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What: For the second time in as many quarters, shares of Super Micro Computer (NASDAQ:SMCI) plunged -- this time down 28% as of 12 p.m. EDT Tuesday -- after the network server company announced weaker-than-expected preliminary results. 

So what: More specifically, for its fiscal fourth quarter ended June 30, 2016, Super Micro Computer anticipates quarterly net sales in the range of $520 million to $524 million, significantly below its previous guidance for $580 million to $640 million. Super Micro also expects that will translate to adjusted earnings per diluted share of $0.15 to $0.17 -- again below previous guidance of $0.46 to $0.58 -- including a $0.07-per-share impact due to higher research & development expenses to expand the company's product lines.

Analysts, on average, were modeling adjusted earnings of $0.50 per share on revenue of $581.6 million. 

Now what: Super Micro Computer CEO Charles Liang admitted they're "disappointed" with the performance, elaborating, "Although we have been growing well in mid-size accounts during the past quarters and improving our SAP and global operations, our business has become more dependent on larger customers which has created more volatility in our results."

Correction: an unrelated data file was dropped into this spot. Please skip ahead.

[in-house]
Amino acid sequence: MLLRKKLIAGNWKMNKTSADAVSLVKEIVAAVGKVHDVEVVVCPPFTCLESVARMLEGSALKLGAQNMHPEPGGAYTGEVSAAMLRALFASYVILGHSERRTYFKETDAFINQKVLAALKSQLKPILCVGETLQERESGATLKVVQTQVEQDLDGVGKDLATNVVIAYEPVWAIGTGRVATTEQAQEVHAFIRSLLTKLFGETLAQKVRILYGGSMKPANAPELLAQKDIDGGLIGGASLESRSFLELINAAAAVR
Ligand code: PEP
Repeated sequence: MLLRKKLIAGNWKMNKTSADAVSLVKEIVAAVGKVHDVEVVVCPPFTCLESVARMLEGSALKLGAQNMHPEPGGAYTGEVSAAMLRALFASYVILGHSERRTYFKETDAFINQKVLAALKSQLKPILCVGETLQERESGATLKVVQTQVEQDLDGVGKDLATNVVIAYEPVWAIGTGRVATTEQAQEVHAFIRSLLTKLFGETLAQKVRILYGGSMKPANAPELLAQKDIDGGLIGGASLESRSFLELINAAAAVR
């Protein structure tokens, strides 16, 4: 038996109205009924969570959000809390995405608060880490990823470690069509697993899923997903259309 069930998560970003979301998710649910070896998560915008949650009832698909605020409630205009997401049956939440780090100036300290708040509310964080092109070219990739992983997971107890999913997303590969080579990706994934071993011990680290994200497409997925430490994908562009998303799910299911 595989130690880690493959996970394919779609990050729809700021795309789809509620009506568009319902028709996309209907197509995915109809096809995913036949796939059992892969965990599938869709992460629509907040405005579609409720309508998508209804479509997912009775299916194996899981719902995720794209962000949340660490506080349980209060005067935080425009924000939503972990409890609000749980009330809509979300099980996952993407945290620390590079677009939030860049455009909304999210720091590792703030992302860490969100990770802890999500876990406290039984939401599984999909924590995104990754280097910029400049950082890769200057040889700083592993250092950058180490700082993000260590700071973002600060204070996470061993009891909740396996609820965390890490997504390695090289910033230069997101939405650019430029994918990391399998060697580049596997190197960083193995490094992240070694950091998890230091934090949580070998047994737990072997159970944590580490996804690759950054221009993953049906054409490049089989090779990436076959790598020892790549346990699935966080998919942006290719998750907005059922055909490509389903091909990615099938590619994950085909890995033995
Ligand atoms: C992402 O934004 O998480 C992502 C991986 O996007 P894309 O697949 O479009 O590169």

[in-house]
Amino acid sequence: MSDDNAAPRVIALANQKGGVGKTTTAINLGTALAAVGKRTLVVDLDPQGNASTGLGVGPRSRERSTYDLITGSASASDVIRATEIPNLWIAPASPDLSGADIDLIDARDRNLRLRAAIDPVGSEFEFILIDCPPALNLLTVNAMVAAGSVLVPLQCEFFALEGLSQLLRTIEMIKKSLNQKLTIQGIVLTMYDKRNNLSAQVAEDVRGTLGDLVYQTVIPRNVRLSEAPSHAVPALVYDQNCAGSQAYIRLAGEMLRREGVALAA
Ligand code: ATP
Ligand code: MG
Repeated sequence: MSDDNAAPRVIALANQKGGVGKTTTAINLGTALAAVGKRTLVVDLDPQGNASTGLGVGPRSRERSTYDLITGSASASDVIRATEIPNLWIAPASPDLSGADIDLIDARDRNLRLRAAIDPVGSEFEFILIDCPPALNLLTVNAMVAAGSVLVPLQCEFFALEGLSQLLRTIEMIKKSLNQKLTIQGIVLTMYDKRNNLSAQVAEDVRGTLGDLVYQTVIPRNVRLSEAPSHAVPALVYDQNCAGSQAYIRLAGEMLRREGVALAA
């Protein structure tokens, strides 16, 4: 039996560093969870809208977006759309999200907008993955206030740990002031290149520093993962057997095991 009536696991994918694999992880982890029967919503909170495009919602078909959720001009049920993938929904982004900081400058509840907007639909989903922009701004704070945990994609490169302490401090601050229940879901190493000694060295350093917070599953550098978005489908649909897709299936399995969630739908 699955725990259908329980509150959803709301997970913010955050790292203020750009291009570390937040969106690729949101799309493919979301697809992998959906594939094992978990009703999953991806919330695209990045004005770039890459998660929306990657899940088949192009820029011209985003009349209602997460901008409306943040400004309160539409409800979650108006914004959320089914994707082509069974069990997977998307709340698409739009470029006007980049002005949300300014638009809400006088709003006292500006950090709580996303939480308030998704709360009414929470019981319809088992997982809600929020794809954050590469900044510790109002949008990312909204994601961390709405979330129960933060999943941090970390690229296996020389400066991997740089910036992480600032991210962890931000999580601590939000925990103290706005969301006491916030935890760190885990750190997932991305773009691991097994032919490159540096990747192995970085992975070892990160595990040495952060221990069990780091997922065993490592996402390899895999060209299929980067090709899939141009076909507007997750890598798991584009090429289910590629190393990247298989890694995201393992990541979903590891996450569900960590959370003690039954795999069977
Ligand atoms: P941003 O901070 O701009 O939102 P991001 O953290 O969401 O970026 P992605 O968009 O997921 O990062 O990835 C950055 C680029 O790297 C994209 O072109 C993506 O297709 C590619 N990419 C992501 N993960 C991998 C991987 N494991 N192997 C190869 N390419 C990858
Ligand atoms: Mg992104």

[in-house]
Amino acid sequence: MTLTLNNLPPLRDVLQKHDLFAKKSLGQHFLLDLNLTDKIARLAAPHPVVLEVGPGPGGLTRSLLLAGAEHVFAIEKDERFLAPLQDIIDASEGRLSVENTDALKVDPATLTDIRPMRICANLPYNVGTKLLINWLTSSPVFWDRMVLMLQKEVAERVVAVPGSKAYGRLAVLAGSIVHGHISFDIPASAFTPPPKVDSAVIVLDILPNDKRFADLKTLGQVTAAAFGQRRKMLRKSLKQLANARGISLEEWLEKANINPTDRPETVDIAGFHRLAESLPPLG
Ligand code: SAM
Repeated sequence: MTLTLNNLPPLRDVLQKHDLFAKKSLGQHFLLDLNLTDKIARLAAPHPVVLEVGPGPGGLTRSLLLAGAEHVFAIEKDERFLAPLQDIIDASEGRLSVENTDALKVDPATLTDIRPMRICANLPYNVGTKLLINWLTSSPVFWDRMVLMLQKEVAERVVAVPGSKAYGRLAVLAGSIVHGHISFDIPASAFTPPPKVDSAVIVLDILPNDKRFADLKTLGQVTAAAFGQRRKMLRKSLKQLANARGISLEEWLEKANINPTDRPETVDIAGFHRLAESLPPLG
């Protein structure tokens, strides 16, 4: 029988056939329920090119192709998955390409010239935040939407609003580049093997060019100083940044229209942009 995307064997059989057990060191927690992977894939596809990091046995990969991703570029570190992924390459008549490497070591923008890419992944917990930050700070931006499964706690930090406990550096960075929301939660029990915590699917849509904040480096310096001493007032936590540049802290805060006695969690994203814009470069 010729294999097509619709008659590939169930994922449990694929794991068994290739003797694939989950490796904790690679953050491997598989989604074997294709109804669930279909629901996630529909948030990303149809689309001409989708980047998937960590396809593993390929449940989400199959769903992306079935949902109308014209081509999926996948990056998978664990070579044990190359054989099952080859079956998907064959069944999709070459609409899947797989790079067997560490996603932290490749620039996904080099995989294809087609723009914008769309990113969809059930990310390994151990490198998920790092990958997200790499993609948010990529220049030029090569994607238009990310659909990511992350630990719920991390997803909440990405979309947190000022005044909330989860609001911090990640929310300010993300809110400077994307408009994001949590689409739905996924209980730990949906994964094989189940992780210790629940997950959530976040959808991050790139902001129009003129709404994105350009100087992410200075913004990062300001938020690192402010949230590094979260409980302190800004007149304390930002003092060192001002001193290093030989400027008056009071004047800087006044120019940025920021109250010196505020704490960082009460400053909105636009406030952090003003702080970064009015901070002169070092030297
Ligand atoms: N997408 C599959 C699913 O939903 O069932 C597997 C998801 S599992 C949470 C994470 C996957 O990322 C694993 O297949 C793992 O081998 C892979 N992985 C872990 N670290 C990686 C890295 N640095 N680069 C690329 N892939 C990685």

That statement echos Liang's words in April, when shares of Super Micro Computer plunged after he cited similar large customer weakness that led to disappointing preliminary fiscal Q3 results.

Liang promised more details when the company reports official Q4 results on August 4, 2016, and noted they plan to discuss their "go forward strategy to better utilize [...] capacity to compete more effectively and gain market share." In the meantime, though, given its extended period of weakness, it's no surprise to see shares of Super Micro Computer pulling back hard again today.

Steve Symington has no position in any stocks mentioned. The Motley Fool has no position in any of the stocks mentioned. Try any of our Foolish newsletter services free for 30 days. We Fools may not all hold the same opinions, but we all believe that considering a diverse range of insights makes us better investors. The Motley Fool has a disclosure policy.